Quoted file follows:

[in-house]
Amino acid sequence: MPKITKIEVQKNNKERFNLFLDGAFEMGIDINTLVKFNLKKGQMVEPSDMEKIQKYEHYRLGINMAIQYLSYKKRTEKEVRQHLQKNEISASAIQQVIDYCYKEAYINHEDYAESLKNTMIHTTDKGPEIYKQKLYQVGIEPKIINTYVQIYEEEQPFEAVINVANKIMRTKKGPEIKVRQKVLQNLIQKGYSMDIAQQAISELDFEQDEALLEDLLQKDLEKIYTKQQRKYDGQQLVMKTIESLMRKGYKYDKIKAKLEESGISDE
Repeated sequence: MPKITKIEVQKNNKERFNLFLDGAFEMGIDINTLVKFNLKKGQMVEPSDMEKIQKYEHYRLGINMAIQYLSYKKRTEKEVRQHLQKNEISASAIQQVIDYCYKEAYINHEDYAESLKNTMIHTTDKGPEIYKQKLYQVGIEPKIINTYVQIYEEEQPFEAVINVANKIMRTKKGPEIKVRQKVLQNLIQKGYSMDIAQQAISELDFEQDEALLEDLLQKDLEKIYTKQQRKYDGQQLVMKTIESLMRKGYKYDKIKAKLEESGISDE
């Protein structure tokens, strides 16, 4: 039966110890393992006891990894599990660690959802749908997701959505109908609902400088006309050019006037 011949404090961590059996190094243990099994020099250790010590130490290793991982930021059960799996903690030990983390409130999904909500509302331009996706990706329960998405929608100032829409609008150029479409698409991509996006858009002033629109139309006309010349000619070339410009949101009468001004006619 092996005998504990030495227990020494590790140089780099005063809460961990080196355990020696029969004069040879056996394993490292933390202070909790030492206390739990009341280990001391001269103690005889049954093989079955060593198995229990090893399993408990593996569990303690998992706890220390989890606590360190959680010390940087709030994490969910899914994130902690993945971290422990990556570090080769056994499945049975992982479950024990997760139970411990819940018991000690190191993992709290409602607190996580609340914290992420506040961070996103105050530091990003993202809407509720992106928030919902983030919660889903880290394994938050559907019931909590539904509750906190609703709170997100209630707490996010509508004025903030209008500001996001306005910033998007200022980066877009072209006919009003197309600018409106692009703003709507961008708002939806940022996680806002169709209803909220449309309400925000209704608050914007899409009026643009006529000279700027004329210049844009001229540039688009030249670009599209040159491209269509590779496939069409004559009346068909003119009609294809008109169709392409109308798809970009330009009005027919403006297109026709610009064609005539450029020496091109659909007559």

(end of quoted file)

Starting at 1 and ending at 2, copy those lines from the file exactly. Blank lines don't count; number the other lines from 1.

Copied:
[in-house]
Amino acid sequence: MPKITKIEVQKNNKERFNLFLDGAFEMGIDINTLVKFNLKKGQMVEPSDMEKIQKYEHYRLGINMAIQYLSYKKRTEKEVRQHLQKNEISASAIQQVIDYCYKEAYINHEDYAESLKNTMIHTTDKGPEIYKQKLYQVGIEPKIINTYVQIYEEEQPFEAVINVANKIMRTKKGPEIKVRQKVLQNLIQKGYSMDIAQQAISELDFEQDEALLEDLLQKDLEKIYTKQQRKYDGQQLVMKTIESLMRKGYKYDKIKAKLEESGISDE